Tag Archives: #inspiration

The Most Inspiring Books of the Past Year

Stuck in a rut? Looking for a new direction? Not quite on top of those new year resolutions? It’s okay. We’ve all been there. It’s with this in mind that we have rounded up our picks of some of the most inspiring reads from the past year to help you recharge your optimism batteries. So sit back and relax, you’re in good hands.

Girl, Wash Your Face by Rachel Hollis

With wry wit and hard-earned wisdom, popular online personality and founder of TheChicSite.com founder Rachel Hollis helps readers break free from the lies keeping them from the joy-filled and exuberant life they are meant to have. Each chapter of Girl, Wash Your Face begins with a specific lie Hollis once believed that left her feeling overwhelmed, unworthy, or ready to give up. As a working mother, a former foster parent, and a woman who has dealt with insecurities about her body and relationships, she speaks with the insight and kindness of a BFF, helping women unpack the limiting mind-sets that destroy their self-confidence and keep them from moving forward. From her temporary obsession with marrying Matt Damon to a daydream involving hypnotic iguanas to her son’s request that she buy a necklace to “be like the other moms,” Hollis holds nothing back. With unflinching faith and tenacity, Hollis spurs other women to live with passion and hustle and to awaken their slumbering goals.

Any Ordinary Day by Leigh Sales

As a journalist, Leigh Sales often encounters people experiencing the worst moments of their lives in the full glare of the media. But one particular string of bad news stories – and a terrifying brush with her own mortality – sent her looking for answers about how vulnerable each of us is to a life-changing event. What are our chances of actually experiencing one? What do we fear most and why? And when the worst does happen, what comes next? In this wise and layered book, Leigh talks intimately with people who’ve faced the unimaginable, from terrorism to natural disaster to simply being in the wrong place at the wrong time. Expecting broken lives, she instead finds strength, hope, even humour. Leigh brilliantly condenses the cutting-edge research on the way the human brain processes fear and grief, and poses the questions we too often ignore out of awkwardness. Along the way, she offers an unguarded account of her own challenges and what she’s learned about coping with life’s unexpected blows. Warm, candid and empathetic, this book is about what happens when ordinary people, on ordinary days, are forced to suddenly find the resilience most of us don’t know we have.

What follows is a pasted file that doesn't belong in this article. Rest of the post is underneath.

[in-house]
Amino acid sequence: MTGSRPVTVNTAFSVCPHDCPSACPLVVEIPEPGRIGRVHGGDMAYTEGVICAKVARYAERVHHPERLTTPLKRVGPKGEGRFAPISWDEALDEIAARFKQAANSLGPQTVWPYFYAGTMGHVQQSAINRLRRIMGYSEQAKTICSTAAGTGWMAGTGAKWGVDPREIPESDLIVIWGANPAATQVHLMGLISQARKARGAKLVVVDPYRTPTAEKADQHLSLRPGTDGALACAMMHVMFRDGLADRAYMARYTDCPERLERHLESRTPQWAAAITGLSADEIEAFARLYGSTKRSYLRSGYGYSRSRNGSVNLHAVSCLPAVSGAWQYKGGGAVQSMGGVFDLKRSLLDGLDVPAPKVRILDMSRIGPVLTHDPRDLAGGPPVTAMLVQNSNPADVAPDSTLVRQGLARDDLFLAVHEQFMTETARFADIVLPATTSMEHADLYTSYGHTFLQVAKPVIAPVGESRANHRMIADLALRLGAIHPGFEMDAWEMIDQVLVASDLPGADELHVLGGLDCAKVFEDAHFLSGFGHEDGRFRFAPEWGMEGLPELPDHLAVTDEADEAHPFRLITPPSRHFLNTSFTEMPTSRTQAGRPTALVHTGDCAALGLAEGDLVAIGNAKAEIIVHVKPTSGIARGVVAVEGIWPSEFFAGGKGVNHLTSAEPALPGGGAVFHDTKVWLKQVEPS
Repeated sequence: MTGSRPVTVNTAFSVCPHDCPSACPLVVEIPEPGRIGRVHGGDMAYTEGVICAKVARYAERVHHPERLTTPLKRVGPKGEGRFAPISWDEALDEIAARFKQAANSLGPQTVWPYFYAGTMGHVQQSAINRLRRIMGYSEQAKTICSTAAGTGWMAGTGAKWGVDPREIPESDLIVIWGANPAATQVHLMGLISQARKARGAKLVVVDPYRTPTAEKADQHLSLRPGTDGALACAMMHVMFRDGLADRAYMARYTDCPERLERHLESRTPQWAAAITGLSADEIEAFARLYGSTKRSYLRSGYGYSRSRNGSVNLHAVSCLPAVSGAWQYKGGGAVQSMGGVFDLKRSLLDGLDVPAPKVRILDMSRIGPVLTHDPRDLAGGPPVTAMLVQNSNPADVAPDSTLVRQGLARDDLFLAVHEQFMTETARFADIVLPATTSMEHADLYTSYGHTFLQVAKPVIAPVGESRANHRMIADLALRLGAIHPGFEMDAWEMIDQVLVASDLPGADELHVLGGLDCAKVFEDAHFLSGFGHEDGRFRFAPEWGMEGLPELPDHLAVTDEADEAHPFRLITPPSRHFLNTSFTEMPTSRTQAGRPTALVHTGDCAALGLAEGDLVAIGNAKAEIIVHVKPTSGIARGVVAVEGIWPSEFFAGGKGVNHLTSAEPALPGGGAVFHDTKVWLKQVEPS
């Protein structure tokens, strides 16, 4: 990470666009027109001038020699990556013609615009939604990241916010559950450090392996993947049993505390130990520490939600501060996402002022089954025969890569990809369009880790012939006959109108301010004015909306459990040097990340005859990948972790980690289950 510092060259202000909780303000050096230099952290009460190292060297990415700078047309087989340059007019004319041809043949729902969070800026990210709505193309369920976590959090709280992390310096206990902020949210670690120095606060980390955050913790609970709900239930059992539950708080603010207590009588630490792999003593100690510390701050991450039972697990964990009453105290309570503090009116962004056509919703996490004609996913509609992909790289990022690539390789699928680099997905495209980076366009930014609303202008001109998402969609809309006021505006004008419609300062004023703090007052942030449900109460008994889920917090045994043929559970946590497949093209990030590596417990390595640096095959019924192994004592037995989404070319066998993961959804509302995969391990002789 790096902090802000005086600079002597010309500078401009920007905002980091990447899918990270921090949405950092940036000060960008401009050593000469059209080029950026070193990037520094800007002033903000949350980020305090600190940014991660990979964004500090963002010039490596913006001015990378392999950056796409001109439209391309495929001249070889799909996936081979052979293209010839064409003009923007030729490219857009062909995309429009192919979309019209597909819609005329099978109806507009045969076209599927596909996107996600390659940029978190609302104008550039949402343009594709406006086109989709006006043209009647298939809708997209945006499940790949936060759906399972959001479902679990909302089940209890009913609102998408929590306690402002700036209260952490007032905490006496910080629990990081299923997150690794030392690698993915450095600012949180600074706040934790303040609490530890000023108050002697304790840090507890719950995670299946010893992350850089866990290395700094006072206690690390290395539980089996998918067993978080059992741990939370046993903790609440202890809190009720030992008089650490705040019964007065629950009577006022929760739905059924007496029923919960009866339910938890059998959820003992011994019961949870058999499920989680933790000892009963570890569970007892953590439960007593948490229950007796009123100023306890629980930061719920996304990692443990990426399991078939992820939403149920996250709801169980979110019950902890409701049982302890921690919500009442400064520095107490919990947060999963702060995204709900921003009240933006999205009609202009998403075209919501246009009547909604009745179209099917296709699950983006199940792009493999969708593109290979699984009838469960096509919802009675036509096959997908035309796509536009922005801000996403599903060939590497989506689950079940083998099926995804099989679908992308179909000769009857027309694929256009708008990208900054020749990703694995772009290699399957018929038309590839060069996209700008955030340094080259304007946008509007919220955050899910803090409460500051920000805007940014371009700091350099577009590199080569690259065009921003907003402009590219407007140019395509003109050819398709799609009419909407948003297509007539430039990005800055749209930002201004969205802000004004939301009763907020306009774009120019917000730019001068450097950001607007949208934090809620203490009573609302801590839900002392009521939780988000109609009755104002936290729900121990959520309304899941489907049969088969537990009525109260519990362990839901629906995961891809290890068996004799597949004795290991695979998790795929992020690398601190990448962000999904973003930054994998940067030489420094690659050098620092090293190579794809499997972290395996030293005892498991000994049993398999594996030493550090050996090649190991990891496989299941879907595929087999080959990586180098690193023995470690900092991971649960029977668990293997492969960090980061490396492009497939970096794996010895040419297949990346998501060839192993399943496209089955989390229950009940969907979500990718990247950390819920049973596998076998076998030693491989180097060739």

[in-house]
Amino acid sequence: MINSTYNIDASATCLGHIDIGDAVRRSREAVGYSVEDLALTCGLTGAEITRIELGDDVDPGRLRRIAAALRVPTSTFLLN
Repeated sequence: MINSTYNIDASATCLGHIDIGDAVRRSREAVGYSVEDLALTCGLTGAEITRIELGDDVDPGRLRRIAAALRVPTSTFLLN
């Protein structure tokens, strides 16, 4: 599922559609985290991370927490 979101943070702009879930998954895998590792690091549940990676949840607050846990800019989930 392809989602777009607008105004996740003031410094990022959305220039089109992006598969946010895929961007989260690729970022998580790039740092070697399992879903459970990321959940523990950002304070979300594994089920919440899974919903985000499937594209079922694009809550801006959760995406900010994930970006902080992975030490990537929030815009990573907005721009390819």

Year of Less by Cait Flanders

In her late twenties, Cait Flanders found herself stuck in the consumerism cycle that grips so many of us: earn more, buy more, want more, rinse, repeat. Even after she worked her way out of nearly $30,000 of consumer debt, her old habits took hold again. When she realised that nothing she was doing or buying was making her happy, only keeping her from meeting her goals, she decided to set herself a challenge: she would not shop for an entire year. The Year of Less documents Cait’s life from July 2014 to June 2015, during which time she bought only consumables: groceries, toiletries, petrol for her car. Along the way, she challenged herself to consume less of many other things besides shopping. She decluttered her apartment and got rid of 70 percent of her belongings; learned how to fix things rather than throw them away; researched the zero waste movement; and completed a television ban. At every stage, she learned that the less she consumed, the more fulfilled she felt. What started as a simple challenge quickly became a lifeline, however, as Cait found herself in a number of situations that turned her life upside down. In the face of hardship, she realised why she had always turned to shopping, alcohol and food—and what it had cost her, for so many years. By not being able to reach for any of her usual vices, Cait changed habits she’d spent years perfecting and discovered what truly mattered to her.

The Bright Hour by Nina Riggs

In 2015 poet and writer Nina Riggs was diagnosed with breast cancer, and it metastasised later that year. She was thirty-eight years old, married to the love of her life and the mother of two small boys; her mother had died only a few months earlier from multiple myeloma. The Bright Hour is Nina’s intimate, unflinching account of ‘living with death in the room’. She tells her story in a series of absurd, poignant and often hilarious vignettes drawn from a life that has ‘no real future or arc left to it, yet still goes on as if it does’. This is an unforgettable memoir leading the reader into the innermost chambers of the writer’s life: into the mind and heart, the work and home and family, of a young woman alternately seeking to make peace with and raging against the reality of her approaching death. 

The Messy Middle by Scott Belsky